School Science Fair Public Relations Plan

The Local Section Public Relations Guide provides a very detailed description of how to publicize a program including the suggested timeline below.

School Science Fair Program Overview

Science fairs give students the opportunity to study a topic that interests them. They can be an exciting component of a science curriculum in a variety of educational environments. Through their projects, students will discover that science is found in every niche of the universe.

School Science Fair Talking Points

  • Science fair programs can generate all sorts of amazing results from inspiring and engaging projects.
  • Preparing a science fair project is an excellent example of what education experts call active learning or inquiry (also "hands-on" learning).
  • Science fair projects satisfy key requirements for student learning outlined in state and national science education standards documents.
  • A science fair project requires a student to learn to plan over two or three months, a skill of immense importance in adulthood.
  • Our society relies more on science every day, and science fairs are a great way for students to become more knowledgeable about how the world around them works.
  • Every citizen needs sufficient science literacy to make educated decisions about what they see or read in the media, about their own health care, and about other every-day problems.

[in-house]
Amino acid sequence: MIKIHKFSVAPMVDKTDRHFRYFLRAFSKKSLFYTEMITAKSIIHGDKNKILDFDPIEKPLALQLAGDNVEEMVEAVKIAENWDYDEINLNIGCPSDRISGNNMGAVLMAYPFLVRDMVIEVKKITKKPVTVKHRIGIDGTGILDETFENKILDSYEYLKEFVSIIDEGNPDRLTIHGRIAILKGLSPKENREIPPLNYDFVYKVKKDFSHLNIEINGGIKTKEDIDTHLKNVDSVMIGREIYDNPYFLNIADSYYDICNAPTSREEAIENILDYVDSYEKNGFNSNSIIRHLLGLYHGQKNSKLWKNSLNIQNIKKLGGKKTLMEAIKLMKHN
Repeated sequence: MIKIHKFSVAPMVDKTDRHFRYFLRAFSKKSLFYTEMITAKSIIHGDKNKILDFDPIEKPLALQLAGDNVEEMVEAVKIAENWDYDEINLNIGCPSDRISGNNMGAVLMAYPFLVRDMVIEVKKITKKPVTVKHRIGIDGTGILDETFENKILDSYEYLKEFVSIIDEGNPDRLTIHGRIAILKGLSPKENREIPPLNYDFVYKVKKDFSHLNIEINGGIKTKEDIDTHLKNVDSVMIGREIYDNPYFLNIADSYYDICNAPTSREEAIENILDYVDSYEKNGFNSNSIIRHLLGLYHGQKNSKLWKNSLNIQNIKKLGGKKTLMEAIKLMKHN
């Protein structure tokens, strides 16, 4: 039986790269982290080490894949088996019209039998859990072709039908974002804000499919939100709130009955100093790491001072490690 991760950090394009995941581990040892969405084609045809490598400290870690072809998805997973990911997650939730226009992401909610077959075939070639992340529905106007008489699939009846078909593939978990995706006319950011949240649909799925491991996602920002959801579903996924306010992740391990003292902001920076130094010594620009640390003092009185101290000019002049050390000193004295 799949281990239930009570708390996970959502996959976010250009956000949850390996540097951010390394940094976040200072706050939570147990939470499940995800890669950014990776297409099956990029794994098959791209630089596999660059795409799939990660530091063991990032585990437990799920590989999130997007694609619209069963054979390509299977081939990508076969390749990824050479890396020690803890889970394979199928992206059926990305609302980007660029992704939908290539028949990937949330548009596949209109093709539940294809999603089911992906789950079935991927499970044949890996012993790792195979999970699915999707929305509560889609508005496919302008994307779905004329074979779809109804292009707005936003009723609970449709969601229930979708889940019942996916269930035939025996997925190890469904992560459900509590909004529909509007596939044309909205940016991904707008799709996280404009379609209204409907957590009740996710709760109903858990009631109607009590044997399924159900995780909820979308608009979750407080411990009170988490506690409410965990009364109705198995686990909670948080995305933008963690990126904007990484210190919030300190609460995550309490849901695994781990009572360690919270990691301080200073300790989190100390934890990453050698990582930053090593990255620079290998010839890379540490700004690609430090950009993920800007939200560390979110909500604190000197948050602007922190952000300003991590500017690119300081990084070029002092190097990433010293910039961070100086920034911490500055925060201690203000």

• Colleges want to see what students have done with the opportunities they have available to them, and science competitions are a fantastic opportunity.

PR Timeline

6 months before program begins:

  • Determine site for project
  • Take “before” pictures – What did site look like before the program?
  • Determine the message (e.g. outreach, education, partnerships, service)
  • Determine the audiences (local media, national media, partner’s outlets for media)
  • Prepare materials (media release(s), invitations, signage, t-shirts, online products)

2 weeks before program begins:

  • Invite the public through media outlets (television, radio, newspaper, Internet)
  • Identify the spokesperson and key messages
  • Gather sample data from site to use in key messages
  • Depending on the news outlet timing send media release
    (Note: do not ignore local media)

2 days before program begins:

  • Make follow-up phone calls to the media

Day of the Event

  • Send summary of the event and photos to the media
  • Upload summary of the event and photos to the SOP webpage

After the Event

  • Send notes of appreciation to participants and organizers.